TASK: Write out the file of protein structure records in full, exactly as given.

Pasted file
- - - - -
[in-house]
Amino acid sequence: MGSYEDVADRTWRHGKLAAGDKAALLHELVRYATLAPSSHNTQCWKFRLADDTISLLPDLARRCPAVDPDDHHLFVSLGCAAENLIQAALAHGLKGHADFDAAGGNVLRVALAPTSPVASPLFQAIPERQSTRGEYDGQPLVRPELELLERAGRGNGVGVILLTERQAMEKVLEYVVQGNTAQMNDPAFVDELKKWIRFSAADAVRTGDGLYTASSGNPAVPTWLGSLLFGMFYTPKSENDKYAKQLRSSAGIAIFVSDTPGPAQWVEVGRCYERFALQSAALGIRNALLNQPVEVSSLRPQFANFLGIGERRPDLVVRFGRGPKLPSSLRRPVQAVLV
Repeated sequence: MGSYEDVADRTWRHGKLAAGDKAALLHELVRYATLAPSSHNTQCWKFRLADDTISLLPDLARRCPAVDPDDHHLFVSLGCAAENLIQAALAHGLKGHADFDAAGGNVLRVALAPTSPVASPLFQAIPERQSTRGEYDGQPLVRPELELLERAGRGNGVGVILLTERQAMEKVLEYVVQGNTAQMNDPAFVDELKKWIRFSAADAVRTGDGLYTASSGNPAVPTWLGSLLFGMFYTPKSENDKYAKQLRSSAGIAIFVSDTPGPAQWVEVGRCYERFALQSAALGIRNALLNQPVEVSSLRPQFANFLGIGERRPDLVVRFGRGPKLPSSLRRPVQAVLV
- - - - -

[in-house]
Amino acid sequence: MGSYEDVADRTWRHGKLAAGDKAALLHELVRYATLAPSSHNTQCWKFRLADDTISLLPDLARRCPAVDPDDHHLFVSLGCAAENLIQAALAHGLKGHADFDAAGGNVLRVALAPTSPVASPLFQAIPERQSTRGEYDGQPLVRPELELLERAGRGNGVGVILLTERQAMEKVLEYVVQGNTAQMNDPAFVDELKKWIRFSAADAVRTGDGLYTASSGNPAVPTWLGSLLFGMFYTPKSENDKYAKQLRSSAGIAIFVSDTPGPAQWVEVGRCYERFALQSAALGIRNALLNQPVEVSSLRPQFANFLGIGERRPDLVVRFGRGPKLPSSLRRPVQAVLV
Repeated sequence: MGSYEDVADRTWRHGKLAAGDKAALLHELVRYATLAPSSHNTQCWKFRLADDTISLLPDLARRCPAVDPDDHHLFVSLGCAAENLIQAALAHGLKGHADFDAAGGNVLRVALAPTSPVASPLFQAIPERQSTRGEYDGQPLVRPELELLERAGRGNGVGVILLTERQAMEKVLEYVVQGNTAQMNDPAFVDELKKWIRFSAADAVRTGDGLYTASSGNPAVPTWLGSLLFGMFYTPKSENDKYAKQLRSSAGIAIFVSDTPGPAQWVEVGRCYERFALQSAALGIRNALLNQPVEVSSLRPQFANFLGIGERRPDLVVRFGRGPKLPSSLRRPVQAVLV